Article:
It’s been a bit since the Xbox Series X and PlayStation 5 consoles launched, which means we’ve had plenty of time to compare the two consoles to see which one is better in terms of performance. So far, there’s no clear winner, and the contest doesn’t get any clearer when comparing the next-gen consoles using Watch Dogs Legion.
In Digital Foundry’s latest comparison video, they found that both the Xbox Series X and PS5 looked and played almost identically. Both versions of Watch Dogs Legion played at a consistent 30fps, both versions’ dynamic resolution scaling kicked at the same time for roughly the same graphical output, and both versions had basically the same draw distance, textures, and reflection thanks to ray tracing.
There were a few notable differences, however. The Xbox Series X seems to have noticeably poorer anisotropic filtering, while the PS5 version did not display puddles of water in reflections off of glass. These both appear to be bugs, though, as Digital Foundry notes that both versions of Watch Dogs Legion have the exact same settings in their configuration files.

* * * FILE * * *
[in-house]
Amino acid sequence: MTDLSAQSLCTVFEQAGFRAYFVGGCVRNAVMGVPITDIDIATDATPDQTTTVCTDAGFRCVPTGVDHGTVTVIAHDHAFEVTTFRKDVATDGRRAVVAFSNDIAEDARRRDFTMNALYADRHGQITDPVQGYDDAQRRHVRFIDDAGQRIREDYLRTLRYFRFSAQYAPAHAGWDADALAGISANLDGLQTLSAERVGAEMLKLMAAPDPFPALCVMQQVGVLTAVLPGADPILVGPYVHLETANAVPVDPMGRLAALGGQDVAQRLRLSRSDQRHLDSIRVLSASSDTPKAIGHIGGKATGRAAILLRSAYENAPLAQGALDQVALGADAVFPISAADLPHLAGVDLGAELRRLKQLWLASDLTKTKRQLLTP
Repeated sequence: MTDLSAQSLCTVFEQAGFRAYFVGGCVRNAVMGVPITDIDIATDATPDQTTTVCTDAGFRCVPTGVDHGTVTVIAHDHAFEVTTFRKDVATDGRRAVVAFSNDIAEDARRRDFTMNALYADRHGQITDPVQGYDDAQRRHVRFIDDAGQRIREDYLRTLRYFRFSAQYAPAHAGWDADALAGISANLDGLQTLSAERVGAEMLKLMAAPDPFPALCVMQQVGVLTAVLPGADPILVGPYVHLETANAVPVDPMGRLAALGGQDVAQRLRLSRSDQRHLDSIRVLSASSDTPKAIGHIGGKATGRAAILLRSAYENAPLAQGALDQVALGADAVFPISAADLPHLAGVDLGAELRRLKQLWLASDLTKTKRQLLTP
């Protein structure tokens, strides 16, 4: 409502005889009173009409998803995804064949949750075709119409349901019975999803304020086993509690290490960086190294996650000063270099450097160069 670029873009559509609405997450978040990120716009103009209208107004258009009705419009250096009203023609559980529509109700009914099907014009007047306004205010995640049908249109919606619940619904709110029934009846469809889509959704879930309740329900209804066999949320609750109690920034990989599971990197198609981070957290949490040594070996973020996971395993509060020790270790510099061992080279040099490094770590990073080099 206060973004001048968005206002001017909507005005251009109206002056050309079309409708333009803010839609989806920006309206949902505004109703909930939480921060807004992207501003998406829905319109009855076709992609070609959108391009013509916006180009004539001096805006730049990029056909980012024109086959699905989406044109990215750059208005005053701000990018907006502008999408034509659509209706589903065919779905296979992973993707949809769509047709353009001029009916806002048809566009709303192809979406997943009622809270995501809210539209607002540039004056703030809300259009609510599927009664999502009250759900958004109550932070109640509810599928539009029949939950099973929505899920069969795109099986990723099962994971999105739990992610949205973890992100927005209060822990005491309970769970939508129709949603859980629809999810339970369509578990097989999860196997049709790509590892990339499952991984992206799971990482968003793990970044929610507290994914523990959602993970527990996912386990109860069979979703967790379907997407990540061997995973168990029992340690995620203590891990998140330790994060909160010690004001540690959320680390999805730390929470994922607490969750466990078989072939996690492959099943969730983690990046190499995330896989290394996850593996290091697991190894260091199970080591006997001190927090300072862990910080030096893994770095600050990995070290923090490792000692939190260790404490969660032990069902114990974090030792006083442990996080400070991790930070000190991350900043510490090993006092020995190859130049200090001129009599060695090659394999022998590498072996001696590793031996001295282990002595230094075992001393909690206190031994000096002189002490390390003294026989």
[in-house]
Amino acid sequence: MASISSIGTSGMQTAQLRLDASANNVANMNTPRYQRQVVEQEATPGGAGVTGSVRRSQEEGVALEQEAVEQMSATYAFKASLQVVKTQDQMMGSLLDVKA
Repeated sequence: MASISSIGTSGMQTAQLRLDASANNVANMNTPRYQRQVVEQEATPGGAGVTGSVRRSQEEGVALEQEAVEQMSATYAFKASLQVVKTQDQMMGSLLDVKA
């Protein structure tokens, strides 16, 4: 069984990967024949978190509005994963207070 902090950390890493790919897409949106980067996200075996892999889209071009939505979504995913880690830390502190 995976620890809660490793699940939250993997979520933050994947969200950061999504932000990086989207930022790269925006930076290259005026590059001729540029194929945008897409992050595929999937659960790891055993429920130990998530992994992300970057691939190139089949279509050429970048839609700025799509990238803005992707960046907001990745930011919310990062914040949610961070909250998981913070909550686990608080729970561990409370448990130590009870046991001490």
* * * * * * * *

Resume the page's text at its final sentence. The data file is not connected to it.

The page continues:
Loading times were also a major difference, with the PS5 taking a full 8 seconds less to load into than either the Xbox Series X or S. That said, all three consoles took surprisingly long to load into, which will hopefully be addressed in upcoming performance optimization updates.
The Xbox Series S was the standout for having lower resolution, lower LOD distance, lower ray-traced reflections, and more obvious texture pop-in, but that’s to be expected on the lower-spec console.
Also buried in the configuration files appears to be options for a 60fps version (commonly referred to as a “performance mode”), but Watch Dogs Legion only has a 40fps mode currently. This might get changed in an upcoming update now that multiplayer mode has been delayed to 2021.
When playing Assassin’s Creed Valhalla, the PS5 seemed to edge out both Xboxes in terms of performance. While the PS5 and Xbox Series X had nearly identical frame rates, the PS5 had less screen tearing and faster loading times. The Xbox Series S did surprisingly well but was less of an obvious upgrade over an Xbox One X.
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